As Fritz Lustig, one of the Jewish “secret listeners,” later recalled: “Their reaction to interrogation was often particularly fruitful. They would tell their cellmate what they had been asked about, what they had managed to conceal from the interrogator and how much we [the British] already knew.” Only very rarely did prisoners suspect anything fishy.
Enter Colonel Kendrick, the ‘Oskar Schindler of Vienna’
In the first months of the war, German prisoners — sailors rescued from U-boats which had been sunk, and the first Luftwaffe pilots to be shot down over England — were held at the Tower of London. The cells in the historic castle in which the POWs were held had been bugged some months earlier in anticipation of the coming conflict. The Tower saw only limited use — it could accommodate a mere 120 prisoners — and by the new year Trent Park was up and running.
Once the home of Sir Philip Sassoon, a wealthy Iraqi Jew, Trent Park was equipped with listening devices which utilized the latest technology rushed across the Atlantic by the Radio Corporation of America.
Overseeing the whole operation, which had the deliberately bland-sounding title of the Combined Services Detailed Interrogation Center, was Colonel Thomas Kendrick. “His eventful career,” says Fry, “was veiled in total secrecy and would not have appeared out of place in the gritty world of a John le Carré novel.”
A veteran intelligence officer, in the interwar years Kendrick ran the UK’s spy networks in central Europe. His MI6 cover was a posting to Vienna as a British passport officer. In that role, he played a critical part in helping to rescue Jews and the Nazis’ political opponents from Austria after the Anschluss. According to British Foreign Office records, Kendrick and his overworked staff saved around 200 Jews a day, handing out visas.
Fry labels Kendrick the “Oskar Schindler of Vienna,” noting that he “forged documents to enable the country’s Jews to emigrate, even if they did not qualify, and stamped and approved their papers, including applications that were not complete.”
Kendrick even ended up striking a deal with Adolf Eichmann, who had been sent to Austria to clear the Reich’s newest addition of Jews. Under its terms, 1,000 Jews were given illegal visas to enter Palestine. Kendrick was later reprimanded by the Foreign Office for his actions, which had been carried out behind the back of the British government.
Less than six months after German troops entered Vienna, Kendrick was arrested by the Gestapo after being betrayed by a double agent. Interrogated for four days, he was expelled from the Austria for spying.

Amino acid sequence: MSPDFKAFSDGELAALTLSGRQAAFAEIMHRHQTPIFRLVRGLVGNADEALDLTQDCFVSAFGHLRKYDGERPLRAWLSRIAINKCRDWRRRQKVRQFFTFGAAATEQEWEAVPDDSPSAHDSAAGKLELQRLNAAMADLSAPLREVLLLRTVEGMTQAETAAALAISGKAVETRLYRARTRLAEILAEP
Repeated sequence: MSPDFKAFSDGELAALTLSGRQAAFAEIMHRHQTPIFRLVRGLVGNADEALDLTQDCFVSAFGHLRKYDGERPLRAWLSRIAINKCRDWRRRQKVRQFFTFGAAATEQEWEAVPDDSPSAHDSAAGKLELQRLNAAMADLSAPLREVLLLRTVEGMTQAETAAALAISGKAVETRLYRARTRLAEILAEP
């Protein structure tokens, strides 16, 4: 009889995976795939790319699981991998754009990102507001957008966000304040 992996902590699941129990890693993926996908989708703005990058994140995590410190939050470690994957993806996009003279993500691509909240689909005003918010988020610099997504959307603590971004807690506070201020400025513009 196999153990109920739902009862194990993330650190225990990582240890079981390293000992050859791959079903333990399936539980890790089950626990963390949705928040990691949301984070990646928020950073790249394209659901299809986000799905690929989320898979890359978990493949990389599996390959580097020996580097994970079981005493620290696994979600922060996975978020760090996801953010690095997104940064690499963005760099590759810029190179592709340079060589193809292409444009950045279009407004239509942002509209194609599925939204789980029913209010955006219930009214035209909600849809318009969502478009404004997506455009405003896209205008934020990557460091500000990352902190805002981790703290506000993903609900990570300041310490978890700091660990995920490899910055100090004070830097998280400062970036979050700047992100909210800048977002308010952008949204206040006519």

Back in London, and with a conflict with Germany now thought to be inevitable, Kendrick was charged with putting together the operation which would seek to spy on the prisoners of war who would fall into Britain’s hands.
Kendrick’s methods soon paid rich dividends. As the war progressed and the number of airmen and sailors captured by the UK increased, crucial intelligence was gleaned. The secret listeners learned about potential landing places for Hitler’s planned invasion of Britain. They picked up information, too, about resistance activity in occupied France, Holland and Norway; air raids on the UK; and the impact of the RAF’s bombing of Germany. During the Battle of the Atlantic, eavesdroppers discovered intelligence on U-boat movements and tactics, and even where new highly disguised U-boat pens were being built on the French coast.
Kendrick’s operation also played a part in the so-called “Battle of the Beams,” when Luftwaffe bombers used increasingly accurate radio navigation systems as they bombed the UK at night and Britain scrambled to develop countermeasures. Similarly, prisoners also let slip vital intelligence about the new magnetically-fused torpedoes which could be fired from U-boats. Again, this enabled measures to be taken to help diffuse the threat to British ships.
Vague chatter among the prisoners about Hitler’s “secret weapon” was picked up when the war was barely two months old. Over three years later, talk among the generals helped the Allies to grasp the real purpose of the secret Peenemünde site on the north German Baltic coast, where a deadly new rocket program was underway. The ensuing bombing raids on the site, says Fry, delayed rocket test launches by up to six months. Crucially, it meant the first V1 rocket did not land on London until the week after D-Day. Kendrick’s operation would continue to provide information throughout the war on V1 and V2 mobile launch sites in France and Holland, which were also then be bombed.